Tens of thousands of students will be helping to raise money for orphans in India while being challenged to serve God’s kingdom at Christ In Youth’s MOVE events this summer.
The senior high-specific, weeklong program will introduce students from all over the U.S. to the issue of poverty and abandoned children in the country of India, and will ask them to partner with CIY to help rescue those children.
Cleveland’s week of MOVE will take place July 22-26 at Lee University.
“CIY has been a catalyst for change in thousands of students who have attended,” said John Luzadder, CIY’s senior director of high school programming. “These types of events create atmospheres where students can get away from the distractions of their everyday lives – away from school and sports and boyfriends or girlfriends, and even their home lives – so that they can more clearly hear God’s Spirit calling them.”
Mr. Luzadder said MOVE will show a series of videos throughout each week that introduces students to a man named Tiharu – a current pastor in India who was rescued from slavery as a young child and trained to become the church planter that he is today. Students will be challenged to help raise enough money to partner with an Indian mission that rescues abandoned children, builds orphanages and plants churches throughout India.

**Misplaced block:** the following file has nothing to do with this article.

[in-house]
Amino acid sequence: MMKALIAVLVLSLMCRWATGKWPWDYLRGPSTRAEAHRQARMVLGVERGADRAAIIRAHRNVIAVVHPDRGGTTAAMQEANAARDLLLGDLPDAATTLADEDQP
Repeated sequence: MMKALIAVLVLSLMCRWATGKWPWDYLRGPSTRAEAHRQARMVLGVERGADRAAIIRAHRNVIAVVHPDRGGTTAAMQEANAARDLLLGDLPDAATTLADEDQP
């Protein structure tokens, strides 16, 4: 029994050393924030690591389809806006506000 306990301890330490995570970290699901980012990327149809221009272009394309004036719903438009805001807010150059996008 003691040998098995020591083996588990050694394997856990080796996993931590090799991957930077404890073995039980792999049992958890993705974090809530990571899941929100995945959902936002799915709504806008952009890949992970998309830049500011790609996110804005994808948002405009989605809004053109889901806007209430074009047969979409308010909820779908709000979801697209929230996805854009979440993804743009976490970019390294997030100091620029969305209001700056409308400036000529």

MOVE has been a part of CIY programming since its inception more than 40 years ago. The five-day high school-only event is designed to amplify the call of Christ on students’ lives to become Kingdom Workers. CIY will host 29 different MOVE events over the summer, with more than 25,000 students attending at various locations throughout the country.
Attendees will be led in worship throughout the week by popular Christian artist Aaron Pelsue, while speakers Ben Hardman, Keaton Smith, Jason Raitz and Josh Finklea will challenge the students with dynamic preaching.
CIY’s MOVE will take place at Lee University, 1120 N. Ocoee St., Cleveland. The high school students will stay in university dorms for the week and interact with college students while participating in MOVE activities.